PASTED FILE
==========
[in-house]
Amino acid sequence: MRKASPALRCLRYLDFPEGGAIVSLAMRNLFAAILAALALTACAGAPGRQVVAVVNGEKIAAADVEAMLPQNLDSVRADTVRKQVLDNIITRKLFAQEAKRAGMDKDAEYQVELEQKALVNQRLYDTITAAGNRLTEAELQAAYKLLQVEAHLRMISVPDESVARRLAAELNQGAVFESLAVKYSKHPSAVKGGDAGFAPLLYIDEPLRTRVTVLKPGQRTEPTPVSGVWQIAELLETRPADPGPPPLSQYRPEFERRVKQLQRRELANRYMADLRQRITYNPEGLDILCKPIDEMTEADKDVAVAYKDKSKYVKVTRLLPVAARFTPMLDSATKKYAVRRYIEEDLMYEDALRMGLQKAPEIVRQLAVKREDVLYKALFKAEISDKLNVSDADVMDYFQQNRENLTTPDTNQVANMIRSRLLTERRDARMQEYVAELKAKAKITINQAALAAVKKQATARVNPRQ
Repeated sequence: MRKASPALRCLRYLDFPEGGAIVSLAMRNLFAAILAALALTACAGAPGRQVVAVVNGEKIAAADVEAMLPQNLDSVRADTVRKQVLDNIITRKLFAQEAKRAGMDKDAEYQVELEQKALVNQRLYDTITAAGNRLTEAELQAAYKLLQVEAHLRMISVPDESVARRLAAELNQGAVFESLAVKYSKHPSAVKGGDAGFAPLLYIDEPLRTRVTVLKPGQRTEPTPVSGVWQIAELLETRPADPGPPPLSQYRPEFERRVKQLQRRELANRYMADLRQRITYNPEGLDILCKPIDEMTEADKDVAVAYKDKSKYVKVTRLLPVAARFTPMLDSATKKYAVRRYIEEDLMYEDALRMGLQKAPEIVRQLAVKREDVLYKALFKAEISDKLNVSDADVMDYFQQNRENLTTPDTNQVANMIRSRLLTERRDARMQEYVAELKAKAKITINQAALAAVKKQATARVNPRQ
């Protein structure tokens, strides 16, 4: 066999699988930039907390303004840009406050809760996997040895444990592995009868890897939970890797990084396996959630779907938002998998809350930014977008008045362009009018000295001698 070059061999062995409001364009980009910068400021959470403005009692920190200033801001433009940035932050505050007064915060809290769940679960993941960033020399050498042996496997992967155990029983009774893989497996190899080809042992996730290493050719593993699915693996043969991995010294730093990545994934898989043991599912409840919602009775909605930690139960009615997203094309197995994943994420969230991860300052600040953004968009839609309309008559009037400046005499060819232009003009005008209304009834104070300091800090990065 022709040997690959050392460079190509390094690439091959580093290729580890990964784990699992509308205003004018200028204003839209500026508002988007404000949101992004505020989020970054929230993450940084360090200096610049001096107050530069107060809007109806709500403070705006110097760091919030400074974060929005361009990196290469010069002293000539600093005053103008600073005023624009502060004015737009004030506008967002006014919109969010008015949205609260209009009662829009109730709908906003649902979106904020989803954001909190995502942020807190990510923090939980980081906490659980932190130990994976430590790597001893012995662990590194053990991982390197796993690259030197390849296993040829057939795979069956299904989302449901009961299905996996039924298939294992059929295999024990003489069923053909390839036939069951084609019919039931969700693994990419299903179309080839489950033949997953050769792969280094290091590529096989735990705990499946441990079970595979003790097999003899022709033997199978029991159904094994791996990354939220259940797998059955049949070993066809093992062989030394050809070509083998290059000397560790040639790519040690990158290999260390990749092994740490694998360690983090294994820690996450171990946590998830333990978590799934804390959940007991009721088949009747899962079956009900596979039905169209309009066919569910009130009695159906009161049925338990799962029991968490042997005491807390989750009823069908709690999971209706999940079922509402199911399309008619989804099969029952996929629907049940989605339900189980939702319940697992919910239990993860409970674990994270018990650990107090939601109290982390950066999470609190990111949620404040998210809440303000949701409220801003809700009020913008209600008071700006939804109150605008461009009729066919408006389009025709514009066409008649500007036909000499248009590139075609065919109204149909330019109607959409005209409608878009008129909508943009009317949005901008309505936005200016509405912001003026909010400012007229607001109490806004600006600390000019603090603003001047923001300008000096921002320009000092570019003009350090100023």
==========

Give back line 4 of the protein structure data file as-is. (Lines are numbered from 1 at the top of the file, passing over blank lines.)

């Protein structure tokens, strides 16, 4: 066999699988930039907390303004840009406050809760996997040895444990592995009868890897939970890797990084396996959630779907938002998998809350930014977008008045362009009018000295001698 070059061999062995409001364009980009910068400021959470403005009692920190200033801001433009940035932050505050007064915060809290769940679960993941960033020399050498042996496997992967155990029983009774893989497996190899080809042992996730290493050719593993699915693996043969991995010294730093990545994934898989043991599912409840919602009775909605930690139960009615997203094309197995994943994420969230991860300052600040953004968009839609309309008559009037400046005499060819232009003009005008209304009834104070300091800090990065 022709040997690959050392460079190509390094690439091959580093290729580890990964784990699992509308205003004018200028204003839209500026508002988007404000949101992004505020989020970054929230993450940084360090200096610049001096107050530069107060809007109806709500403070705006110097760091919030400074974060929005361009990196290469010069002293000539600093005053103008600073005023624009502060004015737009004030506008967002006014919109969010008015949205609260209009009662829009109730709908906003649902979106904020989803954001909190995502942020807190990510923090939980980081906490659980932190130990994976430590790597001893012995662990590194053990991982390197796993690259030197390849296993040829057939795979069956299904989302449901009961299905996996039924298939294992059929295999024990003489069923053909390839036939069951084609019919039931969700693994990419299903179309080839489950033949997953050769792969280094290091590529096989735990705990499946441990079970595979003790097999003899022709033997199978029991159904094994791996990354939220259940797998059955049949070993066809093992062989030394050809070509083998290059000397560790040639790519040690990158290999260390990749092994740490694998360690983090294994820690996450171990946590998830333990978590799934804390959940007991009721088949009747899962079956009900596979039905169209309009066919569910009130009695159906009161049925338990799962029991968490042997005491807390989750009823069908709690999971209706999940079922509402199911399309008619989804099969029952996929629907049940989605339900189980939702319940697992919910239990993860409970674990994270018990650990107090939601109290982390950066999470609190990111949620404040998210809440303000949701409220801003809700009020913008209600008071700006939804109150605008461009009729066919408006389009025709514009066409008649500007036909000499248009590139075609065919109204149909330019109607959409005209409608878009008129909508943009009317949005901008309505936005200016509405912001003026909010400012007229607001109490806004600006600390000019603090603003001047923001300008000096921002320009000092570019003009350090100023």